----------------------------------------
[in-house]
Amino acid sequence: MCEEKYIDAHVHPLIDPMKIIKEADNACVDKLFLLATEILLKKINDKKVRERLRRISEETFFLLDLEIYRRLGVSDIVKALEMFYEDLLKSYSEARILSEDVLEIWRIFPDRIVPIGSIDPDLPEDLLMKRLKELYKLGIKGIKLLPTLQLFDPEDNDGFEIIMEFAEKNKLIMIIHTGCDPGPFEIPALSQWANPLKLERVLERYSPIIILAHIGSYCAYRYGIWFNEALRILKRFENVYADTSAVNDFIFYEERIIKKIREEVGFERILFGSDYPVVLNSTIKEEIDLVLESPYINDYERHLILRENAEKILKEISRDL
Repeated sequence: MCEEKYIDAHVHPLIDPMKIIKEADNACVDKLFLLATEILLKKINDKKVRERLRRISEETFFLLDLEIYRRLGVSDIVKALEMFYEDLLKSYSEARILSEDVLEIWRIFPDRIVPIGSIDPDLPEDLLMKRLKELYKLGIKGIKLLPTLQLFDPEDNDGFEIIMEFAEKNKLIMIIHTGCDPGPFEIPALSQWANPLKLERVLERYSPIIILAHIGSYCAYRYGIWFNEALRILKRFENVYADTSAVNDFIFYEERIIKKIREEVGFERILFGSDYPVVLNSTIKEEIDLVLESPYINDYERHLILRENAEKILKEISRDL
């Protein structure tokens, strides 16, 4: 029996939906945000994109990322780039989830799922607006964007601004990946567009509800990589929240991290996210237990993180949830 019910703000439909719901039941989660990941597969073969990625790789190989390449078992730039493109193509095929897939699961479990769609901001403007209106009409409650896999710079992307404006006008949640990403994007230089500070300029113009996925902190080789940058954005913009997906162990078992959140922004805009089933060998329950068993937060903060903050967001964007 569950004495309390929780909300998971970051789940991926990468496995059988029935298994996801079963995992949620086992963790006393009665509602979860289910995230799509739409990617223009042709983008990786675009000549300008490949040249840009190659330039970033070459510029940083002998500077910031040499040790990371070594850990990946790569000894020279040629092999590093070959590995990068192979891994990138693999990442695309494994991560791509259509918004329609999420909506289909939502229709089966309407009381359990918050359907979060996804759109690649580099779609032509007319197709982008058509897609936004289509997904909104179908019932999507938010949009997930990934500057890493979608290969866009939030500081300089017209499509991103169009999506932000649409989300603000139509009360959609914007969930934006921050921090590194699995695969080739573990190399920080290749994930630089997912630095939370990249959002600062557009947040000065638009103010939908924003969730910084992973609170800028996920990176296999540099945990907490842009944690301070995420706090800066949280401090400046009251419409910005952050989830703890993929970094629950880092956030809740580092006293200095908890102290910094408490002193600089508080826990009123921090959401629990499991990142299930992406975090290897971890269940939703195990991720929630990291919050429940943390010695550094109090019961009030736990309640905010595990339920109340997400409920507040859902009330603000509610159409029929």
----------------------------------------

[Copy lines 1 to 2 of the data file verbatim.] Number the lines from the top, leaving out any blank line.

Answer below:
[in-house]
Amino acid sequence: MCEEKYIDAHVHPLIDPMKIIKEADNACVDKLFLLATEILLKKINDKKVRERLRRISEETFFLLDLEIYRRLGVSDIVKALEMFYEDLLKSYSEARILSEDVLEIWRIFPDRIVPIGSIDPDLPEDLLMKRLKELYKLGIKGIKLLPTLQLFDPEDNDGFEIIMEFAEKNKLIMIIHTGCDPGPFEIPALSQWANPLKLERVLERYSPIIILAHIGSYCAYRYGIWFNEALRILKRFENVYADTSAVNDFIFYEERIIKKIREEVGFERILFGSDYPVVLNSTIKEEIDLVLESPYINDYERHLILRENAEKILKEISRDL